Civilians or Soldiers? Why the Law of Armed Conflict Should Treat Private Military Contractors as Soldiers
Advisor: Donahue, Thomas
Department:Haverford College. Department of Political Science
Access Restrictions:Tri-College users only
Permanent URL: http://hdl.handle.net/10066/19342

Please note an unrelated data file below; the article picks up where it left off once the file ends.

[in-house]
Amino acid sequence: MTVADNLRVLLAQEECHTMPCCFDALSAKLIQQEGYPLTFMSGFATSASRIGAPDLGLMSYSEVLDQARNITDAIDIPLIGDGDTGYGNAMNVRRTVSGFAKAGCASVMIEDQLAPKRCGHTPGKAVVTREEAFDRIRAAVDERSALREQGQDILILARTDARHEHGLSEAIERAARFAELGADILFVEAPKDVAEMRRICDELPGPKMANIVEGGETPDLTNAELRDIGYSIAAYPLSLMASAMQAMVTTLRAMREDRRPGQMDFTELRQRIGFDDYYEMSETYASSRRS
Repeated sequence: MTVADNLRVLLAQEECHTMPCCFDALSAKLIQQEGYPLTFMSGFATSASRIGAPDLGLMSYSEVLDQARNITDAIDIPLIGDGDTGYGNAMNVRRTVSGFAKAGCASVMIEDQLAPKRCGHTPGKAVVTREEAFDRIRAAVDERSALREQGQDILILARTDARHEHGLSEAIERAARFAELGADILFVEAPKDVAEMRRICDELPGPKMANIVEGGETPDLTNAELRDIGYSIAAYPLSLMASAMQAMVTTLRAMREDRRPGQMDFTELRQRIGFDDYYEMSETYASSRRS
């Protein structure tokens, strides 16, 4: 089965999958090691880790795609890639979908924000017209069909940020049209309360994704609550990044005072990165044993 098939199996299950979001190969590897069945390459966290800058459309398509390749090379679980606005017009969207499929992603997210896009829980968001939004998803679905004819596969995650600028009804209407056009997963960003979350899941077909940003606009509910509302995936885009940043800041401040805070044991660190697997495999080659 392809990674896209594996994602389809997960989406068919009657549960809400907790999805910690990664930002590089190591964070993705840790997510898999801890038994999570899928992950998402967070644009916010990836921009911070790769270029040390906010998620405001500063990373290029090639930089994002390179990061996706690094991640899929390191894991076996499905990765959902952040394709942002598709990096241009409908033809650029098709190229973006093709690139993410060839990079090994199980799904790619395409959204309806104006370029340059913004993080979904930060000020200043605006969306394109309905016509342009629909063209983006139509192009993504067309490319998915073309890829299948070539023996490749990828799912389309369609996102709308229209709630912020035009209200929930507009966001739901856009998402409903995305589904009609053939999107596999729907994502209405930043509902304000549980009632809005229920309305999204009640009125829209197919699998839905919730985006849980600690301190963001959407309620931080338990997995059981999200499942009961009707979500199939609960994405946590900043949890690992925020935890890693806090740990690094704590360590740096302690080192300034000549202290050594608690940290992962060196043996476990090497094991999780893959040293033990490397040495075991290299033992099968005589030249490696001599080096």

Since the close of the Cold War, private military and security contractors (PMSCs) have occupied a place on the international stage. Although they have been operational for decades, with PMSCs’ proliferation during the Iraq War in 2001 and the documentation of their subsequent, notable violations of international law, the need to install an international regulatory regime overseeing their use has never been more vital. While state militaries’ personnel are strictly regulated, protected, and held accountable under existing rules governing the distinction between combatants, non-combatants, and civilians, no ad hoc framework of equal clarity has been definitively applied to PMSCs. Categorizing the roles of PMSC personnel within and surrounding periods of armed conflict is necessary if the international community hopes to exercise the protections enshrined in humanitarian law. Despite this pressing demand, progress has been relatively slow, albeit headed in the right direction. In assessing the progress towards a successful regulatory framework for PMSCs, this paper will provide an overview of pertinent international law on the subject and analysis of several suggestions or attempts to close what is often termed the “regulatory gap.” Three competing schools of thought will be considered. One seeks to extend mercenarism’s definition to cover PMSCs, prohibiting their use. A second hopes to apply the existing humanitarian law standards to PMSCs in retroactive fashion. The third would prefer to approach PMSCs’ involvement in military campaigns anew and develop innovative law in light of the complications they bring to the fore. In the face of indicators suggesting that PMSCs are here to stay, this paper argues that the latter school is the more worthy pursuit, and provides a novel suggestion for legal incorporation, that is, applying the same legal standards to PMSC personnel that apply to the hiring states’ militaries. In so doing, clear distinctions will be drawn between combatants and non-combatants, and the protections included in international humanitarian law will be respected.